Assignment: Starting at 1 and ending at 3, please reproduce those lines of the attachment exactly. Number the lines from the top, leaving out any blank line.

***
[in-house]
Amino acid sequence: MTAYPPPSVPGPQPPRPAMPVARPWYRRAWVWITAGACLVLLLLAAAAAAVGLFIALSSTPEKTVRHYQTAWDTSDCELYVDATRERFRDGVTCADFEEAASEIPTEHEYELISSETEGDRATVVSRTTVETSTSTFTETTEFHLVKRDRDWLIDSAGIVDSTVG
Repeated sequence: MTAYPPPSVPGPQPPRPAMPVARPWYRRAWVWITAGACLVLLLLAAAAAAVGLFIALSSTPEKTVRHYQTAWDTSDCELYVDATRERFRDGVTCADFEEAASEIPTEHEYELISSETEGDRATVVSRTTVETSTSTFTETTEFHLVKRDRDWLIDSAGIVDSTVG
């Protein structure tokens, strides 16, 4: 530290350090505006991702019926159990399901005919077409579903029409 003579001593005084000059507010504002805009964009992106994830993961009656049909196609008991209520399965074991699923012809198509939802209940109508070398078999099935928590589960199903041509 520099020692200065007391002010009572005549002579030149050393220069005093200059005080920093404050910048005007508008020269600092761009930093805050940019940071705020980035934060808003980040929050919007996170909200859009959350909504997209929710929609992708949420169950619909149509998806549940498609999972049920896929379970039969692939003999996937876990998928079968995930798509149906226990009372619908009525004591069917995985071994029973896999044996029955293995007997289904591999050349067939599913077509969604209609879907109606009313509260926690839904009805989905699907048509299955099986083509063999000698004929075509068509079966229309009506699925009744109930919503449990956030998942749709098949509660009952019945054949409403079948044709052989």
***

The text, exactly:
[in-house]
Amino acid sequence: MTAYPPPSVPGPQPPRPAMPVARPWYRRAWVWITAGACLVLLLLAAAAAAVGLFIALSSTPEKTVRHYQTAWDTSDCELYVDATRERFRDGVTCADFEEAASEIPTEHEYELISSETEGDRATVVSRTTVETSTSTFTETTEFHLVKRDRDWLIDSAGIVDSTVG
Repeated sequence: MTAYPPPSVPGPQPPRPAMPVARPWYRRAWVWITAGACLVLLLLAAAAAAVGLFIALSSTPEKTVRHYQTAWDTSDCELYVDATRERFRDGVTCADFEEAASEIPTEHEYELISSETEGDRATVVSRTTVETSTSTFTETTEFHLVKRDRDWLIDSAGIVDSTVG